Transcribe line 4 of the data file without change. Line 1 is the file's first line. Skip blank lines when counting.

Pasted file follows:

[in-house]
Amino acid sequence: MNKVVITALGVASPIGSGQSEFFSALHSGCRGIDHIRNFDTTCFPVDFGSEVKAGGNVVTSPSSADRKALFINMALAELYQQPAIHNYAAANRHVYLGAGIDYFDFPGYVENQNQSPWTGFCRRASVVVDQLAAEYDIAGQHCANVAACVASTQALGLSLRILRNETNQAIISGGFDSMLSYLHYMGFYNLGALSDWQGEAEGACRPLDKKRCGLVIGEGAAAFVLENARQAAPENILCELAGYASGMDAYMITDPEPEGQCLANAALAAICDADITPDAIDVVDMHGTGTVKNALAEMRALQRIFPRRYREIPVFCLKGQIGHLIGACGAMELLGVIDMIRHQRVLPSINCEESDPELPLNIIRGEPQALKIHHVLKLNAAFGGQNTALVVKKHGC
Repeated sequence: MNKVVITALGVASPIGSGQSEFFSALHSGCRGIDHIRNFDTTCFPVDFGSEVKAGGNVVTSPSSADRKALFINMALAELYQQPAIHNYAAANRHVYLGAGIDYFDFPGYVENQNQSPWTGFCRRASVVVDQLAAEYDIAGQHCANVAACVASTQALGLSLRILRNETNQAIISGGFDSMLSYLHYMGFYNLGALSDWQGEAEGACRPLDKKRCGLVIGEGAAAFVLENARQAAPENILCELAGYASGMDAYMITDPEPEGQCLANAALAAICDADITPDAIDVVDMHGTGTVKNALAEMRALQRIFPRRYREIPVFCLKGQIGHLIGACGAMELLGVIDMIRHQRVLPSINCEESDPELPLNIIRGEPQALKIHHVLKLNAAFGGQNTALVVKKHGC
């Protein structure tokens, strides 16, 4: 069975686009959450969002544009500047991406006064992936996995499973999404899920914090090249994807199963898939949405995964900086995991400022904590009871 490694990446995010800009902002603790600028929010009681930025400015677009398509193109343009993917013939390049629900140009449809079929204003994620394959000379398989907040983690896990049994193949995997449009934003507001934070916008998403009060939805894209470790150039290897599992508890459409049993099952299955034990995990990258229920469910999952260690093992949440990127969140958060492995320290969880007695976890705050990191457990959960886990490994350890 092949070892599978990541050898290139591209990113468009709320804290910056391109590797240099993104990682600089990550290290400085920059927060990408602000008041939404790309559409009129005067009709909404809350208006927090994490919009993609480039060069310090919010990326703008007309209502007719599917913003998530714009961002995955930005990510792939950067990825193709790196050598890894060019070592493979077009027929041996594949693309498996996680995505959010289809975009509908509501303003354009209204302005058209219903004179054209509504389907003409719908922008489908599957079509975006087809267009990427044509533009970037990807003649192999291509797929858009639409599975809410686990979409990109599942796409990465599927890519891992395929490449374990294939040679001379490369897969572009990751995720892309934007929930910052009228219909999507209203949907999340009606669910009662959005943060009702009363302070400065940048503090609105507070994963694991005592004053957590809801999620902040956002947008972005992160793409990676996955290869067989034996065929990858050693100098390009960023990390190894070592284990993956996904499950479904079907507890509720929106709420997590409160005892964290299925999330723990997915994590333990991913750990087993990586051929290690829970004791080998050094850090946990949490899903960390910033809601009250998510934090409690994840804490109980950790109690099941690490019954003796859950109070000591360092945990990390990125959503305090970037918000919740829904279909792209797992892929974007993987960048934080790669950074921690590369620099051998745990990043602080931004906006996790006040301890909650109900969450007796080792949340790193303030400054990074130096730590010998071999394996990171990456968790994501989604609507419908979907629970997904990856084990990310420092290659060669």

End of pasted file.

């Protein structure tokens, strides 16, 4: 069975686009959450969002544009500047991406006064992936996995499973999404899920914090090249994807199963898939949405995964900086995991400022904590009871 490694990446995010800009902002603790600028929010009681930025400015677009398509193109343009993917013939390049629900140009449809079929204003994620394959000379398989907040983690896990049994193949995997449009934003507001934070916008998403009060939805894209470790150039290897599992508890459409049993099952299955034990995990990258229920469910999952260690093992949440990127969140958060492995320290969880007695976890705050990191457990959960886990490994350890 092949070892599978990541050898290139591209990113468009709320804290910056391109590797240099993104990682600089990550290290400085920059927060990408602000008041939404790309559409009129005067009709909404809350208006927090994490919009993609480039060069310090919010990326703008007309209502007719599917913003998530714009961002995955930005990510792939950067990825193709790196050598890894060019070592493979077009027929041996594949693309498996996680995505959010289809975009509908509501303003354009209204302005058209219903004179054209509504389907003409719908922008489908599957079509975006087809267009990427044509533009970037990807003649192999291509797929858009639409599975809410686990979409990109599942796409990465599927890519891992395929490449374990294939040679001379490369897969572009990751995720892309934007929930910052009228219909999507209203949907999340009606669910009662959005943060009702009363302070400065940048503090609105507070994963694991005592004053957590809801999620902040956002947008972005992160793409990676996955290869067989034996065929990858050693100098390009960023990390190894070592284990993956996904499950479904079907507890509720929106709420997590409160005892964290299925999330723990997915994590333990991913750990087993990586051929290690829970004791080998050094850090946990949490899903960390910033809601009250998510934090409690994840804490109980950790109690099941690490019954003796859950109070000591360092945990990390990125959503305090970037918000919740829904279909792209797992892929974007993987960048934080790669950074921690590369620099051998745990990043602080931004906006996790006040301890909650109900969450007796080792949340790193303030400054990074130096730590010998071999394996990171990456968790994501989604609507419908979907629970997904990856084990990310420092290659060669």